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Genocide in Rural Gujarat: The Experience of Dahod District
A report prepared by
Forum Against oppression of Women and Aawaaz-E-Niswaan
Bombay, June 2002
Compensation to the heirs of the `missing'
The brutal manner in which the people were attacked, killed and burnt, across the length and breadth of the state, including in far-flung hitherto `unaffected' rural areas, meant that several people who were killed could not be identified. These may be termed `missing' persons, though they have all been killed.
When the DSP, in front of us asked the police personnel in his office how many `missing' persons have been recorded, there were 3 answers from the 3 police personnel. `3'. `7'. `4'. People who were working in the camps and the villagers themselves have made a list of 36 `missing' persons as yet.
According to the GR, the heir of a person killed in the carnage would be given 40,000 cash and 60,000 in Fixed Deposits (And another 50,000 from another fund). According to the Collector of Dahod the heirs of the persons who were killed need the post mortem report for being able to collect the compensation. In most of the above `missing' cases, the circumstances in which the murders occurred were such that there was no chance of any `formalities' being done.
On the 2nd of March 2002, over 2000 people from Sanjeli were in a state of panic, with several thousand mobsters after their blood and life. After several desperate phone calls and the intervention of the DSP, these large number of people were packed in 18 vehicles. Among those so packed, were Almas (2 years), Nadim (4 years), Faisal (3 years), Talhan (6 years) and Nazrana (3 years). The vehicles were crammed in this manner, because just outside were the mobsters trying to get at the Muslim people, shouting threats of violence and abuse. Even when the vehicles set out, the mob continued to follow the vehicles and throw stones at the vehicles and threaten the people inside. In the entire process, the 5 children listed above lost their lives. The parents realized this only when they reached Dahod, some after 9 hours (when the actual distance is such that it should not have taken them more than 2 hours). Each of them had almost seen their individual and collective death at the hands of the bloodthirsty mobs. The parents, in their grief, tearfully buried the little dead children.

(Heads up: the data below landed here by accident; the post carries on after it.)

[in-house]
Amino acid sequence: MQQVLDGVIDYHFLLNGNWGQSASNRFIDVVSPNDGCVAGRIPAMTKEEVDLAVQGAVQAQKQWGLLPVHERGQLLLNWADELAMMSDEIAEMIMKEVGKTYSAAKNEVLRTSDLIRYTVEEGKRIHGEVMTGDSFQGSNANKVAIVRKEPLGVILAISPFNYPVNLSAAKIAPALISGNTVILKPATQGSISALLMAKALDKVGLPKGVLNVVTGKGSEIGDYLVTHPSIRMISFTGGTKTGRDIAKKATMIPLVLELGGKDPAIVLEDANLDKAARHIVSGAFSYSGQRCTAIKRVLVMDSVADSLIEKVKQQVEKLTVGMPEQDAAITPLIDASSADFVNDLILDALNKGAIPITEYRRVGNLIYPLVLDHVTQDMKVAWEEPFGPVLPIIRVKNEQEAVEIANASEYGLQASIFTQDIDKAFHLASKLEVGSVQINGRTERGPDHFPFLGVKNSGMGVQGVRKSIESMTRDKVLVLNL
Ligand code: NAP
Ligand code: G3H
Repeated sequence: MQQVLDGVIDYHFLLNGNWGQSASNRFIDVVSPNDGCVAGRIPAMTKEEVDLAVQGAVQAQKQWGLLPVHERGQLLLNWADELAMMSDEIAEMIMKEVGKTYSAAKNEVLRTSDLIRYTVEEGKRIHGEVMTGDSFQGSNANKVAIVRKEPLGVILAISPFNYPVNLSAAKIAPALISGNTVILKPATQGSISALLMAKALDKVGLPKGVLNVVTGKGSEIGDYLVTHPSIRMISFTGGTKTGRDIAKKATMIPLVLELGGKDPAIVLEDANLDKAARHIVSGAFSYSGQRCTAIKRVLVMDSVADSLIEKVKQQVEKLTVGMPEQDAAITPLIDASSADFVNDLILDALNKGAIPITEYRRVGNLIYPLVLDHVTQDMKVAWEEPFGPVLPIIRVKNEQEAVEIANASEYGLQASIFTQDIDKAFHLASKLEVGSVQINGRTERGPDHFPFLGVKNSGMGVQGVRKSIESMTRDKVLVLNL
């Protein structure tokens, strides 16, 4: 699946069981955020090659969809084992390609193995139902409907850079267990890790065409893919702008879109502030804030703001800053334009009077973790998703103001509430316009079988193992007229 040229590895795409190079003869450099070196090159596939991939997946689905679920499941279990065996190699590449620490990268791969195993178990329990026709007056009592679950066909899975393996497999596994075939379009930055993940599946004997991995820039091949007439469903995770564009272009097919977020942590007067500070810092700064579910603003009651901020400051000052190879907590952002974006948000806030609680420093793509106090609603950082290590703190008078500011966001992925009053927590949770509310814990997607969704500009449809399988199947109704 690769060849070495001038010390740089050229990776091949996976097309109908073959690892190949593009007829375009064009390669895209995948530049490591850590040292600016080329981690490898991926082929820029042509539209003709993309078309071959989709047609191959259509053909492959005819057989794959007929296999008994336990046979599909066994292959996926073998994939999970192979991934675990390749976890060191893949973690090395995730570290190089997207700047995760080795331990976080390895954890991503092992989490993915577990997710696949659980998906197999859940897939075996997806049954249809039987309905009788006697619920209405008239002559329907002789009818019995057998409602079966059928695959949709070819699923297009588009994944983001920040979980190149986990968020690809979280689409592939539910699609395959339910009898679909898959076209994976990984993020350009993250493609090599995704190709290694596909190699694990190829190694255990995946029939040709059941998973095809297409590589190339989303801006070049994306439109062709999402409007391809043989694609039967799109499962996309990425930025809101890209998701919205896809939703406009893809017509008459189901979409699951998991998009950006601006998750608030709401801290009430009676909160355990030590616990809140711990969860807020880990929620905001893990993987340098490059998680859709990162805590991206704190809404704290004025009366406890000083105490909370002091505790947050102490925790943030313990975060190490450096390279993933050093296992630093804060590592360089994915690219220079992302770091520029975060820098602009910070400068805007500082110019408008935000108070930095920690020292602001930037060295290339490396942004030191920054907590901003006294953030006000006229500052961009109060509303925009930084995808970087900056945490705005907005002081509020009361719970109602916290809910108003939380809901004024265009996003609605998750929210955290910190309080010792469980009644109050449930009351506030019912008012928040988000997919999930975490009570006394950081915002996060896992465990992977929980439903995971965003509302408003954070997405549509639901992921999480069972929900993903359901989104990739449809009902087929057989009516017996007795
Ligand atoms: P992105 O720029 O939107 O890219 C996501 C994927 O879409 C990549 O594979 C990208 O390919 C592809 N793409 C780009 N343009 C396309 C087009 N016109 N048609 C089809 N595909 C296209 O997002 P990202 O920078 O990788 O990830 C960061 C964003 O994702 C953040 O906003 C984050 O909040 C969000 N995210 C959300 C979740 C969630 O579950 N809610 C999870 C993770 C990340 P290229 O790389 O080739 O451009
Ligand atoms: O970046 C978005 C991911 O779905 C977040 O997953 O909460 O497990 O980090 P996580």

There was no post-mortem report and that is what is held against several of the heirs of the people who died in the carnage. A similar incident also occurred in Fatehpura, where 3 - year old Shabnam died.
In Randhikpur, 18 people were killed, 11 of who were beaten up brutally and then were burnt, with almost no traces left. In Limkheda too, an entire family of 10 people, including 4 children, were beaten up, women brutalized and raped, and then all were killed and burnt.
When the murderers have the power and the backing to see to it that almost all traces of the murder are wiped out, including getting rid of the victims' bodies, is it not a mockery to insist on a piece of paper called the post mortem report?
In almost all these cases, the relatives have some witnesses to the heinous act - a relative who was able to hide himself / herself or some one who was at a considerable distance from the scene when the murders were taking place, but could go to the scene immediately after. But the administration seems, as in most of the instances in this case, hell-bent on seeing that not even a ray of justice or hope reaches the Muslim community.